Wednesday, December 16, 2009

energy conservation in mousetrap cars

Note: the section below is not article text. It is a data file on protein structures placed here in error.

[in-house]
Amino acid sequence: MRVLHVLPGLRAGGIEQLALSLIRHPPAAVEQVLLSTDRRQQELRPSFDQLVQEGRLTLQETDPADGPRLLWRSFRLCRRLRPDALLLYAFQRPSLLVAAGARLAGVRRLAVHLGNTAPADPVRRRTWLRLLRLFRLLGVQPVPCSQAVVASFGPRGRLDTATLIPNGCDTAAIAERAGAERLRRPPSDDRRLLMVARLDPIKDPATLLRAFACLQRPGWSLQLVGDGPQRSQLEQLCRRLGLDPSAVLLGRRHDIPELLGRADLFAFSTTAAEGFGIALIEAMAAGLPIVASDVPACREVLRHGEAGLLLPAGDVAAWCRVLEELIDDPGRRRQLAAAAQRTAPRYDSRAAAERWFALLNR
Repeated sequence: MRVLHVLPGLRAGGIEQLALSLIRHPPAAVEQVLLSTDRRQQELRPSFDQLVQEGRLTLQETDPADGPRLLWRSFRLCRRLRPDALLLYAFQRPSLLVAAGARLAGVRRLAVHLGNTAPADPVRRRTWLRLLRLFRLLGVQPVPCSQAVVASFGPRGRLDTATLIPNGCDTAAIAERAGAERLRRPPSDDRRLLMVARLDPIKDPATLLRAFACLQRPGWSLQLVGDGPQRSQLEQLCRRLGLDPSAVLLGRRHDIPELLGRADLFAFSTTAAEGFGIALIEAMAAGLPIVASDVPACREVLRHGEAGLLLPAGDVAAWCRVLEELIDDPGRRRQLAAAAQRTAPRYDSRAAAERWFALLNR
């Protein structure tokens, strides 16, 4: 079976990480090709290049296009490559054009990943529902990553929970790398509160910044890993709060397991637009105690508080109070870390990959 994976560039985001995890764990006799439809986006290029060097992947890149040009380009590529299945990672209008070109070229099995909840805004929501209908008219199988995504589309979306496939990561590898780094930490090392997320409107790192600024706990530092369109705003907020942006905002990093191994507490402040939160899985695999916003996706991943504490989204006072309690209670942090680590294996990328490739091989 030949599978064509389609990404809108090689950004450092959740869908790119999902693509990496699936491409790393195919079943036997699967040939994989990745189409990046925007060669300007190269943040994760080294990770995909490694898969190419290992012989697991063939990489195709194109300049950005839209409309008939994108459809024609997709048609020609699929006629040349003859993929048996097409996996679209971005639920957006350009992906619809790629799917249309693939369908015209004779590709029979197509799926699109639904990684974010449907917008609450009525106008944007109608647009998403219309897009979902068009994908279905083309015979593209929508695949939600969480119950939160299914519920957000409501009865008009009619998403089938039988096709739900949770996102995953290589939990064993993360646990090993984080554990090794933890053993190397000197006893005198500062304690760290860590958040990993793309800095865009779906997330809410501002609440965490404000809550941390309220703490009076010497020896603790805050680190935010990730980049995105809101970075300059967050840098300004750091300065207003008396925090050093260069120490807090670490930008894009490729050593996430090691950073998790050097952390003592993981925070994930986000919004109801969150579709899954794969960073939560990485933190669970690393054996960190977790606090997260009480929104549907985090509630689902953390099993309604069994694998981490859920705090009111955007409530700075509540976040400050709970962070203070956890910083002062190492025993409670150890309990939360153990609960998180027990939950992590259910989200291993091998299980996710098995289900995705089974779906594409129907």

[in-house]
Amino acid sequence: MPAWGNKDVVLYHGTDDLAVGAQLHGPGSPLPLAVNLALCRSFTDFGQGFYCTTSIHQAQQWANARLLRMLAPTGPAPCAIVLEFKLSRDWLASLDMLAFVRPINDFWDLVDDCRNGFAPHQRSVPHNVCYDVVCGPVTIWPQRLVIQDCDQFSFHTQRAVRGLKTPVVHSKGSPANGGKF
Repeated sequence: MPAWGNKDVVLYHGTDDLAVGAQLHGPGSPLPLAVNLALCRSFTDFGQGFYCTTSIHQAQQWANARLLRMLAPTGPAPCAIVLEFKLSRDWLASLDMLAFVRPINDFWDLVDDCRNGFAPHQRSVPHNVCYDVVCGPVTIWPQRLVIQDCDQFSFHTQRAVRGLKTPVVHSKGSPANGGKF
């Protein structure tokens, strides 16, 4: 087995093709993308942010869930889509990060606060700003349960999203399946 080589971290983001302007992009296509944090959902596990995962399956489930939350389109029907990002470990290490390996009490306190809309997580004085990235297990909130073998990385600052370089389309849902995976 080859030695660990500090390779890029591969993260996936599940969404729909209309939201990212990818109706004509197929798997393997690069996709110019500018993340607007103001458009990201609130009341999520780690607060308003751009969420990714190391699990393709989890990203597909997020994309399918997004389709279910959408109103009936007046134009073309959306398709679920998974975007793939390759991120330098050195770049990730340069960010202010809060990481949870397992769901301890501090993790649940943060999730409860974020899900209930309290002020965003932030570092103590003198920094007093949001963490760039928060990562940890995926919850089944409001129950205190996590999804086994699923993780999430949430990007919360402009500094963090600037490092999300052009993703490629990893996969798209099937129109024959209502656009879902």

12.07.09. A variety of systems can be understood fruitfully and quantitatively through the language of energy conservation, including a living cell, a falling book, or, as with Mr. Seymour and Mr. Wasylyk's Integrated Project Design (IPD) this week, a model car. In teams students constructed cars out of paint stirrers (chassis), CDs (wheels), and mousetraps (the power source), focusing on design concerns such as weight minimization, the tradeoff between distance and speed, and the dual role of friction as both helpful (wheel grip) and harmful (axle rubbing). Energy conservation proved a useful lens as we discovered with students how the initial potential energy stored in the mousetrap spring is converted into the translational kinetic energy of the car, the rotational kinetic energy of the wheels, and the eventually dominant heat energy lost due to axle friction. A visual demonstration of this energy transfer was presented and is included here as a video. video